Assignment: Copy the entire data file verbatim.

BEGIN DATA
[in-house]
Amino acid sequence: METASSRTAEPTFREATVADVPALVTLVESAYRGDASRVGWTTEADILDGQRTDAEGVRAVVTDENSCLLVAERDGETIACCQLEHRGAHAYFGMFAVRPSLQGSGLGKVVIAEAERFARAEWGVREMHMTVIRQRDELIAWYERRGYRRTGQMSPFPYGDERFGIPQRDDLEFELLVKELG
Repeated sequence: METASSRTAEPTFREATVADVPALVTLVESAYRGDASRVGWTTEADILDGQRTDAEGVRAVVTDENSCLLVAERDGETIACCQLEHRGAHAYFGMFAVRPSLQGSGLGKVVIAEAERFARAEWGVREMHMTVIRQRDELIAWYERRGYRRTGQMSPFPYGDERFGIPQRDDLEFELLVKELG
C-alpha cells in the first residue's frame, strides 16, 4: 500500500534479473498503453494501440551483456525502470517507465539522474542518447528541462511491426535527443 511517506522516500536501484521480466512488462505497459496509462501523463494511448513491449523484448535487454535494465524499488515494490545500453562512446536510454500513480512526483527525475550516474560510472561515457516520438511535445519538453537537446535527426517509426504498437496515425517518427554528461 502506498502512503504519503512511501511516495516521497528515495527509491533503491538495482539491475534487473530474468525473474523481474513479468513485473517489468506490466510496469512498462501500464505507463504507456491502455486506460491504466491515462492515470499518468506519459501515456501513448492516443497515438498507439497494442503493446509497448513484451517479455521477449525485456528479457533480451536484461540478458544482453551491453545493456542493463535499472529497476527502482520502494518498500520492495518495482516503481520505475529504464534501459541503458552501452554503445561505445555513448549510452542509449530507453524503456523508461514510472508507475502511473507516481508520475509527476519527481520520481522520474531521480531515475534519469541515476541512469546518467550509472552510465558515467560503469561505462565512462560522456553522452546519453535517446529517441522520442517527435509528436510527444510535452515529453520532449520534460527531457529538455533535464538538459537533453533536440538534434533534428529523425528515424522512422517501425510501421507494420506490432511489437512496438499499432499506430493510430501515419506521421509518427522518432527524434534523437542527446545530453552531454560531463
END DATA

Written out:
[in-house]
Amino acid sequence: METASSRTAEPTFREATVADVPALVTLVESAYRGDASRVGWTTEADILDGQRTDAEGVRAVVTDENSCLLVAERDGETIACCQLEHRGAHAYFGMFAVRPSLQGSGLGKVVIAEAERFARAEWGVREMHMTVIRQRDELIAWYERRGYRRTGQMSPFPYGDERFGIPQRDDLEFELLVKELG
Repeated sequence: METASSRTAEPTFREATVADVPALVTLVESAYRGDASRVGWTTEADILDGQRTDAEGVRAVVTDENSCLLVAERDGETIACCQLEHRGAHAYFGMFAVRPSLQGSGLGKVVIAEAERFARAEWGVREMHMTVIRQRDELIAWYERRGYRRTGQMSPFPYGDERFGIPQRDDLEFELLVKELG
C-alpha cells in the first residue's frame, strides 16, 4: 500500500534479473498503453494501440551483456525502470517507465539522474542518447528541462511491426535527443 511517506522516500536501484521480466512488462505497459496509462501523463494511448513491449523484448535487454535494465524499488515494490545500453562512446536510454500513480512526483527525475550516474560510472561515457516520438511535445519538453537537446535527426517509426504498437496515425517518427554528461 502506498502512503504519503512511501511516495516521497528515495527509491533503491538495482539491475534487473530474468525473474523481474513479468513485473517489468506490466510496469512498462501500464505507463504507456491502455486506460491504466491515462492515470499518468506519459501515456501513448492516443497515438498507439497494442503493446509497448513484451517479455521477449525485456528479457533480451536484461540478458544482453551491453545493456542493463535499472529497476527502482520502494518498500520492495518495482516503481520505475529504464534501459541503458552501452554503445561505445555513448549510452542509449530507453524503456523508461514510472508507475502511473507516481508520475509527476519527481520520481522520474531521480531515475534519469541515476541512469546518467550509472552510465558515467560503469561505462565512462560522456553522452546519453535517446529517441522520442517527435509528436510527444510535452515529453520532449520534460527531457529538455533535464538538459537533453533536440538534434533534428529523425528515424522512422517501425510501421507494420506490432511489437512496438499499432499506430493510430501515419506521421509518427522518432527524434534523437542527446545530453552531454560531463